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31 July 2007

Bach on Speed

ASQ // QLD // 09.05.07

Australian String Quartet Image: Australian String Quartet  

Whether acting on a feminine hunch or her trademark compositional intuition, Elena Kats-Chernin – commissioned to write a 15-minute piece for the Australian String Quartet – was inspired to create something with an ‘unromantic, dry, crisp and light sound’ and was drawn to the musical notebook of J.S. Bach’s wife, Anna Magdalena Bach, for material.

A gift to Anna Magdalena from her husband (four years into their marriage), the notebook was beautifully bound in sea green parchment, decorated and engraved in gold with the date (1725) and her initials AMB.

The book started with two partitas and grew over time with a mixture of compositions from various members of the family. From this collection, Kats-Chernin chose six short pieces for their appeal and potential to work well in contrast with each other.

the concert began with the energy and vibrancy of something that could perhaps best be described as ‘Bach on Speed’And work they did at the Brisbane premiere in their guise as From the Notebook of Anna Magdalena Bach. This was to be the middle work in a program, which began with Mendelssohn’s Quartet, op. 44 no. 3 and ended with the mighty Quintet op. 81 by Dvoƙák, with guest artist Piers Lane. The audience was greeted instead with a switch of order in the first half, and so the concert began with the energy and vibrancy of something that could perhaps best be described as ‘Bach on Speed’.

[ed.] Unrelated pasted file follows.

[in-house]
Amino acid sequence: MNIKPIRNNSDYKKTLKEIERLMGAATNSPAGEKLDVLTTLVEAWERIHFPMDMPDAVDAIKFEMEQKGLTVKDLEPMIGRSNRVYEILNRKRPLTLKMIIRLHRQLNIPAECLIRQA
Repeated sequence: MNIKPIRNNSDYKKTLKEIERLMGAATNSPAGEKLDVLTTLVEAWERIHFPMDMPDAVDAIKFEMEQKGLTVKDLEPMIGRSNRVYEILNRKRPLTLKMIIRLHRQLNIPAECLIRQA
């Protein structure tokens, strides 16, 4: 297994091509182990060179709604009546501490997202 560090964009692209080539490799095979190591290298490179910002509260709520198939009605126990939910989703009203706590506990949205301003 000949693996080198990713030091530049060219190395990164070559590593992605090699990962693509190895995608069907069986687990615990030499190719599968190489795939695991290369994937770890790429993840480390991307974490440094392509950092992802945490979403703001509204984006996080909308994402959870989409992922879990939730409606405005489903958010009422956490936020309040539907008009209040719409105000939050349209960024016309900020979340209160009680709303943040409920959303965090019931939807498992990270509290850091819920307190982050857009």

Mentally prepared for the horse-drawn carriage – as one is with the prospect of a ‘Baroque’ aesthetic – this felt more like an Audi in top gear, with all the colour and movement one sees from a car window when simple scenery is sped up. Not that it wasn’t a thrill – it just took some readjustment. With such a pace there was little time for contemplation – a pity perhaps, since there was certainly much to ponder.

While this could not be officially classed as programmatic music, Kats-Chernin’s choice of material was inextricably bound up with external reference, borrowing as it did from the work of another. The act of borrowing – whether by way of adapting, arranging or transcribing – is a debated but hardly uncommon practice in the history of music. In this case, Kats-Chernin need look no further for justification than to J. S. Bach himself, who made much use of it.

Was this a simple reminder that behind every great man there’s a very busy woman, or did this contain more feminist overtones?Yet was this an attempt to engage us in reflection on the Baroque aesthetic, or the act of repositioning Bach in today’s musical and aesthetic climate? Perhaps not. It was not J.S. Bach, but Anna Magdalena who provided the title and focus of Kats-Chernin’s program notes. Portrayed as the unsung hero of the Bach household, Anna Magdalena – we are reminded – in addition to being a talented singer in her own right, was also mother to thirteen children, took care of her husband, students and guest musicians passing through, and supported the central role that the music played in their lives (including acting as copyist!).